When road blocks are set up, police usually come out in full force. You will usually see several police officers with their flashing cruisers at a road block. The officers at the start of the road block stop traffic and make sure cars are going into the road block in an orderly fashion. These officers also look out for any cars that are trying to turn around and escape detection. If these officers see anyone trying to run, they will usually call for an officer that is sitting in a cruiser to chase the fleeing vehicle.

Other officers stop cars at random, usually every 4th or 5th car and talk to the operator. If the officer stopping cars detect that the operator may be over the limit, the officer then waives the suspected driver to an area for further testing. Cars sent to further testing will find other officers that will ask the suspect several questions and perform field sobriety tests. Finally, there are usually many other police officers assisting in arresting people and securing the area.

If you do see a road block don’t run. By the time you see the road block, the officer in the front of the set up will have seen you. If you run, a cruiser would be sent to stop you. Also let’s face it, if you believe you are under the influence, running away will only make the situation more dangerous. So enjoy your Fourth, but be mindful of those road blocks. Just in case, you may want to put my number in your phone 508-808-8902.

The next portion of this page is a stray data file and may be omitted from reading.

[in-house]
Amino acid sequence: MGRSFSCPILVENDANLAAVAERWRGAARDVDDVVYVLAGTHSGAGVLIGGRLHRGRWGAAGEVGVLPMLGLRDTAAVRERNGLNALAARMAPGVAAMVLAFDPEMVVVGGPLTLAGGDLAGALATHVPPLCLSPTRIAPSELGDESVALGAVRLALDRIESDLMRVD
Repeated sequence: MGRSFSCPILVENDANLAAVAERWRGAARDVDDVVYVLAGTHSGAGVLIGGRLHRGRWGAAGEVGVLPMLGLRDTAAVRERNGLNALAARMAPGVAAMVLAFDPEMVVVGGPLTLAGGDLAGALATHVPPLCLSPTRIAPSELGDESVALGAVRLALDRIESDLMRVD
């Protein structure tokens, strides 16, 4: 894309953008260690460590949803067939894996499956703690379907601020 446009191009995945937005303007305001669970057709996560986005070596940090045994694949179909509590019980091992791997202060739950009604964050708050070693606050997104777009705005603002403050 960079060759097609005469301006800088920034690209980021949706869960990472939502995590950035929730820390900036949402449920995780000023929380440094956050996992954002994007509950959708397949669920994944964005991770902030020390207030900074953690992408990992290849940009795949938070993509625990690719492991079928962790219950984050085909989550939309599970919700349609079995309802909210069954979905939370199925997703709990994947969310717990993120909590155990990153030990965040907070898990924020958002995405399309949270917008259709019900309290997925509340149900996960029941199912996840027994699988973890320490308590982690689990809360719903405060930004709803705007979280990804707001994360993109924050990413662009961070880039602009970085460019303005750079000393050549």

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For more information:

http://www.eagletribune.com/local/x546151264/Police-roadblocks-legal-but-some-question-effectiveness

http://www.patriotledger.com/news/cops_and_courts/x1880507907/Memorial-Day-roadblocks

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A horrible rape of Bunny story in Chelsea


Before you read this story, please beware that it is a horrible story and may be too much for most people. This is a real story that happened in Chelsea MA.

The story starts with a female who owned a rabbit and the defendant was her roommate. The female kept her rabbit in the kitchen in a cage. One day when she came home she saw the defendant quickly throw the rabbit in the cage and ran back into his room.

The female started to look around and noticed that the rabbit wasn’t acting right and she started to look around the apartment. In the bathroom she found blood and fur and immediately decided to call the police.